Spirits from years gone by alive in Jeppestown
EFORE the great Zimbabwean artist Kudzanai Chiurai left Joburg, he lived in the perfect place to tell stories.
Like so many other creative people, he occupied a large, open warehouse in Jeppestown on the outskirts of the inner city. His tattooed body reflecting his density of ideas, his living space had become his own skateboard park where he quite literally rode while he thought.
His anguished work grappled with conflict in Africa, that intensity having driven him into exile in the first place. But out of his windows above Macintyre Street, Chiurai could see other pictures: the railway lines that ferry the working class, and, down on the streets below, ordinary city people reinventing themselves out of old-fashioned stores selling fine suits and silk ties out of glassfronted drawers. Not far away, the magic spells of Maboneng fizzed quick as dynamite under the End Street bridge.
It’s sad for us that Chiurai decided to leave South Africa and go home, but little else in Jeppestown has changed.
Down over the tracks just past the old Grand Central Hotel, are the tales of
Belegant African men in pin-striped shirts. They stroll among white shopkeepers, whose families may have run businesses here for 40, 50, 60 years. They, in turn, live among Muslim families in old penthouses, flats and council plots some have known all their lives.
There are childhood homes tucked here behind the counters of stores specialising in exquisite, hand-painted footwear. Bassett braces lie softly coiled in velvet boxes. Clan William jackets are pressed for the rails. The traders’ houses behind are fragrant and spotless, walls decorated leanly with spiritual verses and cardboard calendars.
In their white kurta swept up in the morning shadows, many fathers from this community attend the Zia-ul-Badr mosque in Marshall Street, a 10-minute walk away. Christians will instead kneel in the pews at the Assembly of God church, repurposed out of its past with its golden masonic domes. Other believers will light a candle in the Dominican convent, or pray quietly in a sudden park between the streets.
Many Indian families grew up and played cricket here on the streets of Jeppestown where their great-grandparents settled after they first arrived from the other side of the world in the 1930s.
If you ask, grandmothers will lovingly unpack portraits of their ancestors. Rows of sequins on their saris disappear in and out as they breathe upon the faces of those who’ve gone before.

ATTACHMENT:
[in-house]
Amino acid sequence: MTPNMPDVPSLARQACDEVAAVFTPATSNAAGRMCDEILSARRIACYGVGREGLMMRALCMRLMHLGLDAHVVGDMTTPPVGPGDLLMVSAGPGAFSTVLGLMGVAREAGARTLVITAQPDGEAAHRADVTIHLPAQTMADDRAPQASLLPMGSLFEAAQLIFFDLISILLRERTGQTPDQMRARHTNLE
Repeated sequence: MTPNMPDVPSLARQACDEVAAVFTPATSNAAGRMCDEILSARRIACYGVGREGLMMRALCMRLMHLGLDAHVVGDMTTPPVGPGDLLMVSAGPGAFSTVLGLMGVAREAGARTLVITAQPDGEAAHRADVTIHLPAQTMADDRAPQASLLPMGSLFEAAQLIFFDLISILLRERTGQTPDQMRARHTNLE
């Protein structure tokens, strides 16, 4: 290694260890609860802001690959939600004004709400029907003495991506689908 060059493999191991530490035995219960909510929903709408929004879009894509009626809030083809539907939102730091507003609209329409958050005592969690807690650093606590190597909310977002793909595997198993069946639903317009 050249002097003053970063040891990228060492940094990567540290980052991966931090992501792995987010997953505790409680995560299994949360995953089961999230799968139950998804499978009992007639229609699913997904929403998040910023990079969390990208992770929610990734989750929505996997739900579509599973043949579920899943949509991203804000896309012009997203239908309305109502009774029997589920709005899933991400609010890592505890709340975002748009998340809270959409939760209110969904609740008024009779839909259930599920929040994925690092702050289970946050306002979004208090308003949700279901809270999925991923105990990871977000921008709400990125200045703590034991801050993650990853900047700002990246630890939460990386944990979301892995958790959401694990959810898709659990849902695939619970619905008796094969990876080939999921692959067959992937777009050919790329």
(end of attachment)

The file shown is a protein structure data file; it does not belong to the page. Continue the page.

This district has long been intricately worn into the cultural consciousness of those who understand Joburg, where the kindest people act fearlessly in a feral town. Just a few years ago, there were xenophobic attacks here when furious gangs moved in. Good people were trapped inside their homes and shops. But they stayed.
Perhaps, if it were not for those families and other visionaries who remained proud and resourceful, living, working and teaching in a community whose detailed forensics define the city, slumlords and criminals would have long taken over Jeppestown.
Right now, top of the list of visionaries are those occupying two old mansions across the road from each other on the corners of Berg and Marshall.
One of them is the magnificent Salis- bury House, designed by George Leith at first for shopping and luxe living with its broekie lace verandah, cast-iron columns, wood-panelling and leadlighted doors. Three weeks after it was finally refurbished in 2006, a car drove into one of its columns and its verandah collapsed. But its love story continues as its latest restoration is almost complete.
Its companion Jeppestown jewel, the old St Mary’s Collegiate for Girls, is St James Preparatory School, a pacific hybrid of conventional education and illuminated thought, led by headmaster Mark Grace. Together, Salisbury House, which is the School of Practical Philosophy, and St James – where children learn Sanskrit, mesmerise with a knowledge of Shakespeare and are encouraged to find meaning – are working with architect Christine Meissner on renewal for the whole neighbourhood.
Meissner speaks beautifully. She says seeing Jeppestown for its true value operates almost at an “unseen level”.
“It means moving away from subtle, preconceived ideas that keep us apart; this little otherness that we carry.”
Jeppestown can hardly wait.